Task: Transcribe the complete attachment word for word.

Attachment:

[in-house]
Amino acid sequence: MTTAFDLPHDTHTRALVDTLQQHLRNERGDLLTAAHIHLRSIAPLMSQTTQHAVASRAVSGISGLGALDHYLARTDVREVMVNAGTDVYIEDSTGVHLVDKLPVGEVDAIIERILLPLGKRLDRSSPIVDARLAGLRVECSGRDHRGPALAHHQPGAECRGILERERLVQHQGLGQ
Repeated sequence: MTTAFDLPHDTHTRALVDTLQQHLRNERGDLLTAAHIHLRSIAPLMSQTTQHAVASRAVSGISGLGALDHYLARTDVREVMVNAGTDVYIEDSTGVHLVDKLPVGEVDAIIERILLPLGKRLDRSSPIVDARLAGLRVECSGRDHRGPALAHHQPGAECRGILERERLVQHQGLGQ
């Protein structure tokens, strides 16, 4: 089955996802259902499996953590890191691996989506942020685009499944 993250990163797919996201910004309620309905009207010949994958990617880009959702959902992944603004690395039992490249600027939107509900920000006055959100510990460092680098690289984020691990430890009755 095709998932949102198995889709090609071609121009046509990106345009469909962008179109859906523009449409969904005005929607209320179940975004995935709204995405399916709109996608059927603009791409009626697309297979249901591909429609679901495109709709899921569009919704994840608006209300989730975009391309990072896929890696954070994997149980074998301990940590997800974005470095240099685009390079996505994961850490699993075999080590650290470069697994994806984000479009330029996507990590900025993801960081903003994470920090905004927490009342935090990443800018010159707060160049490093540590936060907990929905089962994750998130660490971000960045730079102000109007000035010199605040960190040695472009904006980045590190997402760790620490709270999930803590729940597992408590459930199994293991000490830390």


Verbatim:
[in-house]
Amino acid sequence: MTTAFDLPHDTHTRALVDTLQQHLRNERGDLLTAAHIHLRSIAPLMSQTTQHAVASRAVSGISGLGALDHYLARTDVREVMVNAGTDVYIEDSTGVHLVDKLPVGEVDAIIERILLPLGKRLDRSSPIVDARLAGLRVECSGRDHRGPALAHHQPGAECRGILERERLVQHQGLGQ
Repeated sequence: MTTAFDLPHDTHTRALVDTLQQHLRNERGDLLTAAHIHLRSIAPLMSQTTQHAVASRAVSGISGLGALDHYLARTDVREVMVNAGTDVYIEDSTGVHLVDKLPVGEVDAIIERILLPLGKRLDRSSPIVDARLAGLRVECSGRDHRGPALAHHQPGAECRGILERERLVQHQGLGQ
């Protein structure tokens, strides 16, 4: 089955996802259902499996953590890191691996989506942020685009499944 993250990163797919996201910004309620309905009207010949994958990617880009959702959902992944603004690395039992490249600027939107509900920000006055959100510990460092680098690289984020691990430890009755 095709998932949102198995889709090609071609121009046509990106345009469909962008179109859906523009449409969904005005929607209320179940975004995935709204995405399916709109996608059927603009791409009626697309297979249901591909429609679901495109709709899921569009919704994840608006209300989730975009391309990072896929890696954070994997149980074998301990940590997800974005470095240099685009390079996505994961850490699993075999080590650290470069697994994806984000479009330029996507990590900025993801960081903003994470920090905004927490009342935090990443800018010159707060160049490093540590936060907990929905089962994750998130660490971000960045730079102000109007000035010199605040960190040695472009904006980045590190997402760790620490709270999930803590729940597992408590459930199994293991000490830390």